Farrier was an entertainment reporter in his native New Zealand when he first stumbled across a professional looking video on Facebook. In it, a group of athletic young men, resplendent in fresh tracksuits, were seen taking part in a tickling competition.
This may initially sound like a hoax. However, given that competitive welly-throwing and wife-carrying races exist, the idea that people should enjoy the sport of tickling was not entirely implausible.
As Farrier began to investigate further, he quickly discovered there was something far more sinister going on. A series of threatening messages were sent to him over the Internet. That’s when things stopped being so light-hearted.
‘I began the camera rolling from that point on,’ Farrier told The Culture Trip recently.
‘Jane O’Brien Media [the company behind the original video] sent three men to New Zealand from America, where they were based,’ Farrier continued. ‘Dylan [Reeve], my co-director on this movie, and I were there, isolated in our home country. Suddenly the company we wanted to make a film about decided to come to us. It was a real gift.’
Though Jane O’Brien Media had sent the filmmakers a few threatening emails layered with homophobic undertones, Farrier and Reeve still greeted its representatives at the airport. As the film shows, the first few meetings were cordial enough.
‘We sensed we had a film. Dylan and I weren’t friends before this although we knew one another via Twitter and Facebook,’ Farrier said. ‘I posted a blog about the crazy correspondence I was getting from Jane O’Brien, and we knew we had something then. Dylan began to dig a little deeper. Tickling is such a visual thing and we knew some of the people involved, so we had to follow it through.’
The initial tickling videos posted on Facebook look so polished that it is easy to believe there is a sporting element to them. Was Farrier taken in by them at first?
‘A lot of people said they were obviously fetish videos, but it wasn’t obvious at all. It is all debatable. [The participants] were all dressed in Adidas gear in a photography studio and not in their underwear in someone’s backyard. If Ultimate Frisbee could be a sport, then why couldn’t tickling?’
Despite the arrival of ‘heavies’ on the scene and the threat of litigation over the very idea of making a film on Jane O’Brien Media, Farrier and Reeve followed a paper trail back to America. Was Farrier ever worried about his personal safety?
‘I was. It’s hard to describe how the legal threats that were piling in from all angles were stressing me out. When you’re an entertainment journalist sat in your newsroom, on not very good money, just living your life, you can feel helpless when trying to get your lawyers to write back to their lawyers. It was scary. The three guys wanting to meet in a hotel room was scary. Also in America you have in the back of your mind that someone could easily be carrying a gun. There were moments where it could have been a setup.’
‘People like the film, but Jane O’Brien [Media] aren’t so happy,’ Farrier added. ‘One of the three men who came to New Zealand, was at our Sundance Film Festival screening and he was furiously making notes. It caused a ripple there and has resulted in me getting two defamation lawsuits that I still can’t talk about. We had to get police in to remove two men from another screening because they were filming the movie from a camera hidden in a coffee cup. It turned out that they were private investigators sent from New York to Missouri, where we were showing Tickled. All the main players from the film turned up and confronted Dylan in L.A. recently. We just live-streamed the whole thing on Facebook.’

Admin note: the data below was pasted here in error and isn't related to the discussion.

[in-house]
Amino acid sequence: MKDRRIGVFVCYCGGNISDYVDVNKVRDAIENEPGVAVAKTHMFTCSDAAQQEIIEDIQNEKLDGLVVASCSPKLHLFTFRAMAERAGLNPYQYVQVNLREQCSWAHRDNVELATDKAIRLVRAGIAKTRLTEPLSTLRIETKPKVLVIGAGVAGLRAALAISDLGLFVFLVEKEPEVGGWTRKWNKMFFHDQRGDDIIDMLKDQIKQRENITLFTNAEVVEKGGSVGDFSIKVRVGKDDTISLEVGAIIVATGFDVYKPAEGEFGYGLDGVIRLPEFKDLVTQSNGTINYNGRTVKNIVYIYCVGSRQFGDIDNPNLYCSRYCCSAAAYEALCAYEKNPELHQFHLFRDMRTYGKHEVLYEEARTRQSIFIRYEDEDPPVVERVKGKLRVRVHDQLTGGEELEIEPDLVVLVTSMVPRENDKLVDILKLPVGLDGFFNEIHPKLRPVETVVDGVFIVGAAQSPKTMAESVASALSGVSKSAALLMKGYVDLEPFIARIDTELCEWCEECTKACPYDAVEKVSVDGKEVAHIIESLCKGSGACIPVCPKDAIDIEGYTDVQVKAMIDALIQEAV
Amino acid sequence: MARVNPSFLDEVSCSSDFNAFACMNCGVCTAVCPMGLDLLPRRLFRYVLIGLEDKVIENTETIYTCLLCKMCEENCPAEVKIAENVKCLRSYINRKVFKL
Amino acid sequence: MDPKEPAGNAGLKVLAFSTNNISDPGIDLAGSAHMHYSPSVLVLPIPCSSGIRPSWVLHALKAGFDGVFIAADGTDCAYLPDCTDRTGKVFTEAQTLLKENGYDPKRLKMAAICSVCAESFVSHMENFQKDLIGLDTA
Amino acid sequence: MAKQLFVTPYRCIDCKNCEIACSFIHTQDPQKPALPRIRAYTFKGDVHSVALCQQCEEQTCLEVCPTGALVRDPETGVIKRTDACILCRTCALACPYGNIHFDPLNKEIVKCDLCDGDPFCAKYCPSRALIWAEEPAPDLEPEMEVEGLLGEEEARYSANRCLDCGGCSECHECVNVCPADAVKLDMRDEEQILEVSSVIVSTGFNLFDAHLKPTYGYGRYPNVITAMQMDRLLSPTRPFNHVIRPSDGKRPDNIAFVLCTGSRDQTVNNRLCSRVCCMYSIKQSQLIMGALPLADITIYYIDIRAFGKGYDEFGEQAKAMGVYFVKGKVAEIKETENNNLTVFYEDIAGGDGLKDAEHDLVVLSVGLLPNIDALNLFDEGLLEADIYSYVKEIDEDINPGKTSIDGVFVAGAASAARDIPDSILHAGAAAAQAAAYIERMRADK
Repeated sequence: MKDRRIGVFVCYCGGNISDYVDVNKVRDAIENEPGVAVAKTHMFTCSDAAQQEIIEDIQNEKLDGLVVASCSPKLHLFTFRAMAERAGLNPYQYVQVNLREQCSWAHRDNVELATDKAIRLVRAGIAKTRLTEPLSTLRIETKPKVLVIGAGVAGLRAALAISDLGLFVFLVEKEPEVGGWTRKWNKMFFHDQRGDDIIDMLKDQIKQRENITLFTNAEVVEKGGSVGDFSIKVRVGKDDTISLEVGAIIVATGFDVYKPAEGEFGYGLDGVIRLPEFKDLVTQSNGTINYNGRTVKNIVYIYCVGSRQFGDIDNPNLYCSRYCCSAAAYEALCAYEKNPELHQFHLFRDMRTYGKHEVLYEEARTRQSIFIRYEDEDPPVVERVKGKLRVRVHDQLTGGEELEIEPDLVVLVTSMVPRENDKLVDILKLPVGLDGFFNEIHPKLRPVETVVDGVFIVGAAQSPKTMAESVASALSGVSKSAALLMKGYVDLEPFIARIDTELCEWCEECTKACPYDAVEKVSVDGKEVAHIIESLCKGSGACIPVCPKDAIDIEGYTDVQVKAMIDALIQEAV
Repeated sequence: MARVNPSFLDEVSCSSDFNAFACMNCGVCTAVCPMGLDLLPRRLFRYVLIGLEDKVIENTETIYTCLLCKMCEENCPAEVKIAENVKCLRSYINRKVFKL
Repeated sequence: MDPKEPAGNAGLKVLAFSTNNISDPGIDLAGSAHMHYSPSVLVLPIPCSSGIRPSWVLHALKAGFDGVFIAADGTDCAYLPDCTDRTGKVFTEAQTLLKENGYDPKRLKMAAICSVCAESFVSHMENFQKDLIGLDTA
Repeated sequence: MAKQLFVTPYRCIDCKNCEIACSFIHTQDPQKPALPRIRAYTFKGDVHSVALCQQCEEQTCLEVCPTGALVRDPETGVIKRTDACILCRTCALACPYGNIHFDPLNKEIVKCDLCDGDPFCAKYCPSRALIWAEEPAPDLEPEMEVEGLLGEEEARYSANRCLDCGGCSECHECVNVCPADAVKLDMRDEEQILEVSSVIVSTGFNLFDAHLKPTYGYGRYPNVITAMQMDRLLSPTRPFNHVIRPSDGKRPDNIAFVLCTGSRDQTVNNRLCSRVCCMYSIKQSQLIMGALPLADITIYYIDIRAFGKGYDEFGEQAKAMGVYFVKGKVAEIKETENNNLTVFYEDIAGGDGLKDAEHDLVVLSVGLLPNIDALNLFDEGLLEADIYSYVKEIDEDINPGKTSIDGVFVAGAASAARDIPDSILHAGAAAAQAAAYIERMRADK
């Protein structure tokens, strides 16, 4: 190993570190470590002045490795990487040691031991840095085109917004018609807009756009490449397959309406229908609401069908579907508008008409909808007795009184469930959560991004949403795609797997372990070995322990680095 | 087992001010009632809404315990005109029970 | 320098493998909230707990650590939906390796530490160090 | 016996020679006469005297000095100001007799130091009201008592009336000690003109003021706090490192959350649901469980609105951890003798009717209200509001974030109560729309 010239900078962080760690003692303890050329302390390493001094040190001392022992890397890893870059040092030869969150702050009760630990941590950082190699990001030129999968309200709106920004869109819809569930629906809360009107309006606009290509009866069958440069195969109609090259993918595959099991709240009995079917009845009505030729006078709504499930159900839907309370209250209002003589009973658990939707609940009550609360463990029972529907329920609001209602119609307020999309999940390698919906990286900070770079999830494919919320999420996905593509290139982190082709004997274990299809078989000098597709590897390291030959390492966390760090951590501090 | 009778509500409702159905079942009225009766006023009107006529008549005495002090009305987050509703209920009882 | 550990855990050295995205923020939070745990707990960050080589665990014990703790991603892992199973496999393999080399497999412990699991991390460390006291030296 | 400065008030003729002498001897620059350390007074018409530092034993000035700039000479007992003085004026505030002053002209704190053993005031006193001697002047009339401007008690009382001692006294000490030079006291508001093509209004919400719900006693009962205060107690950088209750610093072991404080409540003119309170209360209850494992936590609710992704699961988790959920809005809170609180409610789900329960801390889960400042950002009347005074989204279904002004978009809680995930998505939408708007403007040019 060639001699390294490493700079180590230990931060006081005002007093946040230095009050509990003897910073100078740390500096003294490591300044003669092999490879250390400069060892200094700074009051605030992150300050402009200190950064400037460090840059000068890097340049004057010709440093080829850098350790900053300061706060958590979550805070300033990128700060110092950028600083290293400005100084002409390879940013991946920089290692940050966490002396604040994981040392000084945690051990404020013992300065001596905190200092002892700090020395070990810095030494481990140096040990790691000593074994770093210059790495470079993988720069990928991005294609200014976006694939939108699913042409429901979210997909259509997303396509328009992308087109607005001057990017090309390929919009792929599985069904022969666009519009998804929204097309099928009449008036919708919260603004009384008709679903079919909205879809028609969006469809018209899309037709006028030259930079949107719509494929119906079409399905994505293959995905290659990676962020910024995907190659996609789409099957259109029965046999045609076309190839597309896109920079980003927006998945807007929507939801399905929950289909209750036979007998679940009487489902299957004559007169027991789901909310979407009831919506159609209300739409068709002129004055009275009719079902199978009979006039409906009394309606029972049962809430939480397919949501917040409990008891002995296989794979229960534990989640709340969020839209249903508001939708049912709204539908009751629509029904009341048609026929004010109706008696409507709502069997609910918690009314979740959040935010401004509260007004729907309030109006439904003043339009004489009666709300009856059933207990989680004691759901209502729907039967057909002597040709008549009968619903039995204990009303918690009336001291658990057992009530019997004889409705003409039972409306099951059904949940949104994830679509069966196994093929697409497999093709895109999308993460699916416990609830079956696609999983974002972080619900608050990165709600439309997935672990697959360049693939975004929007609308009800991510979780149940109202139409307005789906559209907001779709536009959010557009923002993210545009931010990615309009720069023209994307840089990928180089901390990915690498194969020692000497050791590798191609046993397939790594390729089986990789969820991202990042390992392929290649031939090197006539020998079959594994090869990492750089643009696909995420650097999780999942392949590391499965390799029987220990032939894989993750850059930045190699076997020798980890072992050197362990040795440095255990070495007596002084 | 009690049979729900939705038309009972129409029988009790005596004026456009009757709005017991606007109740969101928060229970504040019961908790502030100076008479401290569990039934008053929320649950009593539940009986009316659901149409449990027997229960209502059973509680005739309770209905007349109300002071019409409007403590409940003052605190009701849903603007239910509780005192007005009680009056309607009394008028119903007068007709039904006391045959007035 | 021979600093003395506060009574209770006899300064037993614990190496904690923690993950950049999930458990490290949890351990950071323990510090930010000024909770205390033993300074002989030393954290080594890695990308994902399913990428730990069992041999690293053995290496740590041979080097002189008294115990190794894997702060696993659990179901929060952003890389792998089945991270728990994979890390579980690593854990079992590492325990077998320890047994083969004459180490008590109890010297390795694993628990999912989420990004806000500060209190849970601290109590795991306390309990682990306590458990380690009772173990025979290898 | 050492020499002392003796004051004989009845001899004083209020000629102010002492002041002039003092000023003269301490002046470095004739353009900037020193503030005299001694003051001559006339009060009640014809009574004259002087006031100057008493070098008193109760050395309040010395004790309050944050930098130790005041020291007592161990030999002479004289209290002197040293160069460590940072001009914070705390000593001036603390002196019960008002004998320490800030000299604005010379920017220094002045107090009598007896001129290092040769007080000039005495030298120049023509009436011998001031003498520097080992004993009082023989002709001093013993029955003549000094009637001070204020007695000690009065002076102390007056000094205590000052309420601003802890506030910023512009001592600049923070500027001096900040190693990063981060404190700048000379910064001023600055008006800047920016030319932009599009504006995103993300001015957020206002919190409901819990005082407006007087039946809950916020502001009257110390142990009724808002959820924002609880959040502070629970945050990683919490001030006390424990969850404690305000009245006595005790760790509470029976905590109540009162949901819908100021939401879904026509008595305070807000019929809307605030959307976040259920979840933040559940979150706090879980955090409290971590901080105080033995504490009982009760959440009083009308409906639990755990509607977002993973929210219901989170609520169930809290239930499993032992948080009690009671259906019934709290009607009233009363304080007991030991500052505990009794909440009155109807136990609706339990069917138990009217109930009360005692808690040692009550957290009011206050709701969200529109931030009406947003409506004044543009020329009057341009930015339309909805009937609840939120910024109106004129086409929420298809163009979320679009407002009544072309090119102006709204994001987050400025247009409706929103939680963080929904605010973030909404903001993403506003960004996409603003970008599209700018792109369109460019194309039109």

As Reeve and Farrier continued their journey across America, they discovered there was far more to tickling than they had originally thought.
The trailer of the film does a great job of not giving away too much…
Below are some MAJOR SPOILERS about the rest of the movie.
In the film, Farrier goes on to meet several online tickling video-makers, all of whom are open about the fetish element involved. After a conversation with an old video producer from the mid-90’s, who had intimate knowledge about the tickling scene of the era, an early Internet pioneer known as Terri DiSisto (also recognised as a mysterious blonde woman going by the moniker Terri Tickle) is found to have links to Jane O’Brien Media.
Then came an even greater breakthrough.
An unsecured file on their own server proved that Jane O’Brien was directly linked to David D’Amato, a former school administrator who had been previously jailed for six months for harassing and threatening to “out” participants of early online tickling videos. D’Amato was also posing as none other than Terri Tickle.
Protected by a sizeable family inheritance that made him virtually untouchable, D’Amato becomes the focal point of the second half of the film.
‘I was surprised by how deep it all went,’ Farrier said. ‘I had no idea about the history or that the world of tickling goes so far. The idea of a ‘tickling cell’ in Michigan, for example, was so unexpected. It was mind-blowing, and so was the amount of money involved.’
‘It tells you a lot about America. It is shocking how protected you can be with money and the influence it can give you. It’s not all that different to what you see from The Jinx and what you see from Robert Durst in that. Life is a lot easier in the United States with money.
I love America and spend a lot of time there, but while we watch Donald Trump being so popular it is depressing. There are many Americans that don’t support him, of course, so it is an unusual country.’
Tickled is also an unusual film. It works best as a viewing experience if approached with little prior knowledge, so be sure to watch this one as soon as possible.
Tickled is released in the UK on August 19